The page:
Four Tips to Winning Poker
Players have a choice: Constantly hone their tactics or plunge into an abyss of losses
Poker’s a tough game, and players who aren’t constantly improving their skills risk becoming perpetual losers. So, don’t let that happen! If applied intelligently, the following four tips will ensure a player can stay competitive. Even players who find these tips familiar will benefit by having them brought back to the front of consciousness.
1. Think about an opponent’s ranges
Players who routinely put an opponent on one specific hand are certainly playing poorly. As a simple example, if a tight player raises from
2. Stop continuation betting with 100% of the range
Players should continuation bet nearly 100% of the time. While this advice was spot-on a few years ago when people were folding too often, in today’s games, a player should tone down the continuation bet a bit. You should “check” when the board does not favor the
3. Double and triple barrel more often
Most people now know to call flop continuation bets with a somewhat wide range of made hands, draws and the occasional hand that has only a little potential to improve but will have lots of bluff opportunities. They also know to call the turn with any sort of made hand or reasonable draw. However, when players fire out a sizable river bet, most typical opponents usually give their opponents credit for a strong hand. So, don’t be afraid to get out of line and make a sizable bet, especially when there is little to no chance to win at the showdown. Of course, if a specific opponent calls down with a junky hand, reverse this advice and value bet relentlessly on all three streets, extracting maximum value with marginal made hands like a top pair with a bad kicker.
4. Study the players who win
Besides spending time studying the world-class players, study the best players in the games you are playing. Every time a player sits at the poker table—especially a small or middle stakes player—he will be engaging with players who are better. Study the plays they make that allow them to win. Make a point of incorporating those skills into a strategy. As a player moves up, he finds that some of the plays that worked in the small-stakes games don’t work in higher-stakes games. If a player’s mind is wandering while at the poker table, time is not being used wisely.
When NOT to Continuation Bet
Instead of automatically continuation betting with the entire range in heads-up pots, take a moment to consider how the board connects with an opponent’s range. If it connects well, check with many marginal hands that do not mind getting closer to the showdown, as well as some junky hands that have little to no potential to win if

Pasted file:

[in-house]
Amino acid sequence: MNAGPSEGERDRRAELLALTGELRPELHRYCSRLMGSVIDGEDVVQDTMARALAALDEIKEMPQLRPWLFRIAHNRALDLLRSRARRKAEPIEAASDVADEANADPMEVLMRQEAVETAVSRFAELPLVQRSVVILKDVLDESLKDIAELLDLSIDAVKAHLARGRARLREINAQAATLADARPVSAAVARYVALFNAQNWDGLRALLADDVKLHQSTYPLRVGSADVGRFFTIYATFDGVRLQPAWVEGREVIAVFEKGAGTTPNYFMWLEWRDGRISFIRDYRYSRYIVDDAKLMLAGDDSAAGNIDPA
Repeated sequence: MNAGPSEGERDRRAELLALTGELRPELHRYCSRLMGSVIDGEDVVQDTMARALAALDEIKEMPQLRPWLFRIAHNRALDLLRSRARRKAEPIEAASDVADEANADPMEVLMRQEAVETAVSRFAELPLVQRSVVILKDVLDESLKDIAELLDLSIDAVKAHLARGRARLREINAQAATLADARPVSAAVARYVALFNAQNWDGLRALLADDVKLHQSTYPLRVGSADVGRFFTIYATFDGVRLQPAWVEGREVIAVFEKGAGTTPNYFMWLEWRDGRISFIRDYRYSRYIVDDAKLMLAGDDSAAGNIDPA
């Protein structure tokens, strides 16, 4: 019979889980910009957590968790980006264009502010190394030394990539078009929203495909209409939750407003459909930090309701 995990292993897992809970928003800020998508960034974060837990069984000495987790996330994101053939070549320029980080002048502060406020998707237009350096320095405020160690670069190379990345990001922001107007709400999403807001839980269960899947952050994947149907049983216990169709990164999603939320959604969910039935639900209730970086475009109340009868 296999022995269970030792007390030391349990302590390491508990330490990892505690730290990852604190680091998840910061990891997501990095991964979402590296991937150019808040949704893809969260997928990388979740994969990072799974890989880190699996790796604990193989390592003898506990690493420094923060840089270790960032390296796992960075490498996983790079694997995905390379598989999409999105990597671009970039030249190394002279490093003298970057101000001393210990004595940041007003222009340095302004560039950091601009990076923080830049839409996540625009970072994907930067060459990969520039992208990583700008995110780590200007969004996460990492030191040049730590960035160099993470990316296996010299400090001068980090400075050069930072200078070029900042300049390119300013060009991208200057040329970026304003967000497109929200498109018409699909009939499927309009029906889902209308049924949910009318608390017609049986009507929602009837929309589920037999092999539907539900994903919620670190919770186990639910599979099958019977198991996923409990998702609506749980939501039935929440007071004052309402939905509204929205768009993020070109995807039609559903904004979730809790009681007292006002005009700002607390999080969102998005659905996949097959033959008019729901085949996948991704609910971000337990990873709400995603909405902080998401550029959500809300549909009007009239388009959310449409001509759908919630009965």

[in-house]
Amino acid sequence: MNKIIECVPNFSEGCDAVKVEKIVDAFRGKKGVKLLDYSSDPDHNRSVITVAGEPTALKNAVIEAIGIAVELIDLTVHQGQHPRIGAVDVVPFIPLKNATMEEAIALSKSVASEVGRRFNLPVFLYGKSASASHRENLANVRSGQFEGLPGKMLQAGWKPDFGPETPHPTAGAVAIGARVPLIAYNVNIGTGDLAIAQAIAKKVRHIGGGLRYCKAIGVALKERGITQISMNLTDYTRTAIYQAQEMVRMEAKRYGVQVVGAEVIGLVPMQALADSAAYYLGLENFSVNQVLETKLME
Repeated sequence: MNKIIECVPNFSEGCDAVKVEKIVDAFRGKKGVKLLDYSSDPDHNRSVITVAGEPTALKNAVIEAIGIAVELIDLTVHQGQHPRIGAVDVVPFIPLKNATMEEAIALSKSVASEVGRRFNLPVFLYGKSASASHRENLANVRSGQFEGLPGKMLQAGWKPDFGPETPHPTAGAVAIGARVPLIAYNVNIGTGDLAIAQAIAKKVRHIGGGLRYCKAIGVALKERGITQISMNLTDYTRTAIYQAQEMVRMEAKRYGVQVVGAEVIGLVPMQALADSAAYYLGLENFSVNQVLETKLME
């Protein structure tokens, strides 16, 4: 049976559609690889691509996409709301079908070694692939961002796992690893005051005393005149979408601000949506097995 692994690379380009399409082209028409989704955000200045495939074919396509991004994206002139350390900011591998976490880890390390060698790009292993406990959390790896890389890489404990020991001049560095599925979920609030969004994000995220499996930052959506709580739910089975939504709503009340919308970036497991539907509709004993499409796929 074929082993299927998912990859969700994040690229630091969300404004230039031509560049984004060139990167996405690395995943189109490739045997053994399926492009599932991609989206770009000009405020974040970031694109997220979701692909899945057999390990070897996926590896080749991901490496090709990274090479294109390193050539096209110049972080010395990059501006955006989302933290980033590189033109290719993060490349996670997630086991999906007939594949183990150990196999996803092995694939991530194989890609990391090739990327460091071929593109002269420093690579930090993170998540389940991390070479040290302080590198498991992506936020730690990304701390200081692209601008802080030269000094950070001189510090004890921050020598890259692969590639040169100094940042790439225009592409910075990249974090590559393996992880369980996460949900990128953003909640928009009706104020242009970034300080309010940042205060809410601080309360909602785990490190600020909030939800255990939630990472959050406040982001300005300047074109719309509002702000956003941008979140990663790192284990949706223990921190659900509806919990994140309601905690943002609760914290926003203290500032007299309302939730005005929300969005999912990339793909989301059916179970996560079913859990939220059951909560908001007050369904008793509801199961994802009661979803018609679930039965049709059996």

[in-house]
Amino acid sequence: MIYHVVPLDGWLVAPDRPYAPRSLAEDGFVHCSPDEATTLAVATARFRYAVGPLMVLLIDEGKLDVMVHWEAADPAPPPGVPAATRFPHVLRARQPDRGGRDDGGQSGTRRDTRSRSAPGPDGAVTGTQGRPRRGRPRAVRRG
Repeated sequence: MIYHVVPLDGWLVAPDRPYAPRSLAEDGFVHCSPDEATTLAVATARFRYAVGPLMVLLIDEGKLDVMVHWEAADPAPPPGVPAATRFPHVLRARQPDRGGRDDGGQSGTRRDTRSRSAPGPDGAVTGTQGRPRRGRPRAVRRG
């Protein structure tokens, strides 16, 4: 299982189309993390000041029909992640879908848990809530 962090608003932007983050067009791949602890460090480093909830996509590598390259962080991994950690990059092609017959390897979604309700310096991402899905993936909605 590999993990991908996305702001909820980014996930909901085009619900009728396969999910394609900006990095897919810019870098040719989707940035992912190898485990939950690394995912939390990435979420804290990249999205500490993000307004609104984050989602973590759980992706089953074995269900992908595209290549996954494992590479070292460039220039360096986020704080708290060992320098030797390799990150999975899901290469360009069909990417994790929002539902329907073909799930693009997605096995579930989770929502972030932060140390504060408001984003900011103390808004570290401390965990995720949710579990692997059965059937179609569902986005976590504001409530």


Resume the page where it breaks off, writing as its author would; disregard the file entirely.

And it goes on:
Suppose a player raises from middle position and the big blind calls. The flop comes 7 6 4. The opponent checks. Assuming a player is raising with a reasonable range from middle position, he should not have many premium hands on this flop besides 7-7, 6-6 and 4-4. However, an opponent’s big blind defending range contains many premium hands, including straights, three-of-a-kinds and two-pairs. In that situation, the big blind is said to have the “nut advantage.”
When an opponent has the nut advantage and a player does not have the range advantage, do a lot of checking, especially with hands that have showdown value but really don’t want to get raised. In that situation, even over pairs like J-J are not in great shape if they get check-raised, so consider checking this flop with most of the range besides with absolute best made hands as well as a few marginal flush draws and open-ended straight draws.
By playing in that way, when a player bets he will have plenty of premium hands that do not mind action as well as draws that do not mind folds, and when he checks, an opponent has no way of knowing if the player plans to fold to turn and river aggression. By making it difficult for an opponent to know where one stands, a player gives an opponent the opportunity to make mistakes, and when an opponent makes mistakes, a player makes money.
Jonathan Little, a professional poker player and WPT Player of the Year, has amassed more than $7 million in live tournament winnings, written 14 best-selling books and teaches at PokerCoaching.com. @jonathanlittle